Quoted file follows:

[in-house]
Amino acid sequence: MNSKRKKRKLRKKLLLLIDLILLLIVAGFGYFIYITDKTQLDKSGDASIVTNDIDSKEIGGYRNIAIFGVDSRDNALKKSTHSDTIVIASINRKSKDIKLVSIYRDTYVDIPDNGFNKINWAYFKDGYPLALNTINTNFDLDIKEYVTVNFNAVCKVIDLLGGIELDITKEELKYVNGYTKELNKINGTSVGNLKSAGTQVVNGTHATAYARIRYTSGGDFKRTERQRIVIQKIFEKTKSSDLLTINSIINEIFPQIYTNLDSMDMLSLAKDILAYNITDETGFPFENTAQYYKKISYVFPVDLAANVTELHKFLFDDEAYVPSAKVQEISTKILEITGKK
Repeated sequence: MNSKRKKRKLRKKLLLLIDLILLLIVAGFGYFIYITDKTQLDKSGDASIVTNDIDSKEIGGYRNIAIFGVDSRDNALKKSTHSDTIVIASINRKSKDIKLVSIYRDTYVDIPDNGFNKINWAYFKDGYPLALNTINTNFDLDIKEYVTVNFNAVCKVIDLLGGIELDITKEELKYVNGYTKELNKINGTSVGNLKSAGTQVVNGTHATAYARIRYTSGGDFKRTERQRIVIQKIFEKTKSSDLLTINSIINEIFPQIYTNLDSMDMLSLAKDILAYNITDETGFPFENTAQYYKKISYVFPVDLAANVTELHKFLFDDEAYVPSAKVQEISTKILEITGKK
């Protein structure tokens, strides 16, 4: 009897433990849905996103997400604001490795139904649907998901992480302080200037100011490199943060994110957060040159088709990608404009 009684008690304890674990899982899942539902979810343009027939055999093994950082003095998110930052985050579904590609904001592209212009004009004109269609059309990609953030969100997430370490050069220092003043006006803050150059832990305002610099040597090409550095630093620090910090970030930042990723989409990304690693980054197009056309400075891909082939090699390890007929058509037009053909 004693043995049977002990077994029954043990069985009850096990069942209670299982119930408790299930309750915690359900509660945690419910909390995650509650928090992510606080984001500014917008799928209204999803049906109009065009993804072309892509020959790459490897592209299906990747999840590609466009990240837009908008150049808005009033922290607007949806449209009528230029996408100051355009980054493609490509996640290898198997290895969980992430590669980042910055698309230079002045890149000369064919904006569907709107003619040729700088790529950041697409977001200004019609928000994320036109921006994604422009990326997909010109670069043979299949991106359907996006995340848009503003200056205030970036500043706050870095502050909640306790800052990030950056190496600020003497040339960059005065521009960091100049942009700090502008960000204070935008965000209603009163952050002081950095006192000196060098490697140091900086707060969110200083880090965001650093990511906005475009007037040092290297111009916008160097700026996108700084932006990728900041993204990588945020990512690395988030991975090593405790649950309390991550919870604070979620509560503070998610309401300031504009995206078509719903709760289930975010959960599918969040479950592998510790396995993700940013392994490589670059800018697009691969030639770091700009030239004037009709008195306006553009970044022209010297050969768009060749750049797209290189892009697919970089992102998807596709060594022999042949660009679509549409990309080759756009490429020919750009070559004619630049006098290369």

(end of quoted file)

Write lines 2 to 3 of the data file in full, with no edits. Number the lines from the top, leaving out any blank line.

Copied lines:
Amino acid sequence: MNSKRKKRKLRKKLLLLIDLILLLIVAGFGYFIYITDKTQLDKSGDASIVTNDIDSKEIGGYRNIAIFGVDSRDNALKKSTHSDTIVIASINRKSKDIKLVSIYRDTYVDIPDNGFNKINWAYFKDGYPLALNTINTNFDLDIKEYVTVNFNAVCKVIDLLGGIELDITKEELKYVNGYTKELNKINGTSVGNLKSAGTQVVNGTHATAYARIRYTSGGDFKRTERQRIVIQKIFEKTKSSDLLTINSIINEIFPQIYTNLDSMDMLSLAKDILAYNITDETGFPFENTAQYYKKISYVFPVDLAANVTELHKFLFDDEAYVPSAKVQEISTKILEITGKK
Repeated sequence: MNSKRKKRKLRKKLLLLIDLILLLIVAGFGYFIYITDKTQLDKSGDASIVTNDIDSKEIGGYRNIAIFGVDSRDNALKKSTHSDTIVIASINRKSKDIKLVSIYRDTYVDIPDNGFNKINWAYFKDGYPLALNTINTNFDLDIKEYVTVNFNAVCKVIDLLGGIELDITKEELKYVNGYTKELNKINGTSVGNLKSAGTQVVNGTHATAYARIRYTSGGDFKRTERQRIVIQKIFEKTKSSDLLTINSIINEIFPQIYTNLDSMDMLSLAKDILAYNITDETGFPFENTAQYYKKISYVFPVDLAANVTELHKFLFDDEAYVPSAKVQEISTKILEITGKK